Guest Commentary: Hear message of affiliates

Apr 9, 2001  •  Post A Comment

A few weeks ago, the Network Affiliated Stations Alliance, of which I am chairman, filed a petition asking that the Federal Communications Commission examine various network practices. Four sets of reactions-by stations, networks, government officials and the press-provide insights into the substantive issues raised by the filing.
First: Large numbers of stations affiliated with all four of the big networks have related to us story after story of network overreaching that jeopardizes the vitality of local service. They also expressed fears about going public with these stories because of the possibility of retaliation.
So these stations all breathed a sigh of relief when NASA stepped forward on behalf of the affiliates’ united interests. The petition gives tangible expression to the unrest among these broadcasters, who grew up professionally believing in localism but now find themselves unable to implement that principle because of network dominance.
Second: The networks have reacted with angry surprise. Taking these two reactions together, one is struck by how removed the networks are from the perspectives of their local affiliates. The genius of the American broadcasting system, which through the petition NASA seeks to preserve and extend into the new digital environment, is that it combines the different strengths and perspectives of local stations and national networks in a relationship of relative equilibrium. The open dialogue that should be promoted by such a relationship clearly does not now exist.
NASA hopes that the petition will reinvigorate the exchange of views between grass-roots broadcasters and the network decision-makers in New York and Hollywood that has been stifled by the one-sided relationship that has developed over the last several years.
Third: The reaction of those on the Hill and in the FCC, particularly those familiar with broadcast issues, was that the petition was overdue. The feeling was that the network/affiliate imbalance has become exacerbated over time, that network seizure of power over programming and other important station decisions has gotten out of hand, that the rules of the road that had been designed long ago to curb such practices need to be invoked. The networks may be insensitive to the existence and significance of this reaction as well.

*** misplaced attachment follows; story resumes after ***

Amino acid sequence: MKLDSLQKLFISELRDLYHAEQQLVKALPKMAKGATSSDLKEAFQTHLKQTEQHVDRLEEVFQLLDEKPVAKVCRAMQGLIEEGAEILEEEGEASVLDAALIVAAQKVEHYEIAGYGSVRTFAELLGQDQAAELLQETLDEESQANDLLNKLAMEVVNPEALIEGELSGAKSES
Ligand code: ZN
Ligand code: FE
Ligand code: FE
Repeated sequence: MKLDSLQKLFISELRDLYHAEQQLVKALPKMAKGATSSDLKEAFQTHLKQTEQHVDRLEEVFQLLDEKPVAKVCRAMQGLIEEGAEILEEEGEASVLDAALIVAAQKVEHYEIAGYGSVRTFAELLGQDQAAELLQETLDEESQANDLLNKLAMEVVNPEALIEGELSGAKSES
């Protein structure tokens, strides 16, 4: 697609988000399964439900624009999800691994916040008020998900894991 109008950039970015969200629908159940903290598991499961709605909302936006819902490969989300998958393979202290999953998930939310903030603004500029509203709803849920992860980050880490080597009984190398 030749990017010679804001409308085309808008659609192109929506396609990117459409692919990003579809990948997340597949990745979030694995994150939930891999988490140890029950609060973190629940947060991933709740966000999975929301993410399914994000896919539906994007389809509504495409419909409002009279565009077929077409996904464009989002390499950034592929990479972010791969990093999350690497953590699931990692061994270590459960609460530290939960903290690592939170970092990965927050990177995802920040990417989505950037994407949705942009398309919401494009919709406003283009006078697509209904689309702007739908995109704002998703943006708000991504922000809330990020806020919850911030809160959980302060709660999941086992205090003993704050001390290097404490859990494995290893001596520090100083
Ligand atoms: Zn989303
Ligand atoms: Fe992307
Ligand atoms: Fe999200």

Fourth: There has been an interesting split between coverage in the trade press and coverage in the general press. Articles in The Wall Street Journal, The New York Times and the New York Post reported on the substance of the concerns described in the petition. The coverage portrayed these issues for what they are-problems that concretely affect American viewers day in and day out.
In contrast, the trade press treated the petition as a political matter. Headlines in the trade press talked of “war between the affiliates and the networks,” and the articles themselves speculated about the role of the National Association of Broadcasters and engaged in conjecture about the relationship between the Hill and the FCC.
The trade articles also characterized the petition as going in the teeth of a deregulatory commission, not appreciating, apparently, the difference between debating changes in the law and seeking enforcement of laws already on the books.
NASA has made clear that it believes in the strength of the network/affiliate relationship and that its petition is not a declaration of war on the networks. It has made clear that because these issues are between affiliates and networks, NASA was the appropriate vehicle, in the first instance, to lay the facts before the FCC for its consideration.
We have also made clear that while Congress has an abiding interest in the issues raised by the petition, it is for the FCC, which oversees the application of the Communications Act and the rules, to make the initial determination about the issues raised in the petition. Broadcasting and the affiliate relationship can and should emerge from this fray stronger and better able to serve the public. But to get to this point, these issues need to be confronted and resolved, not ducked.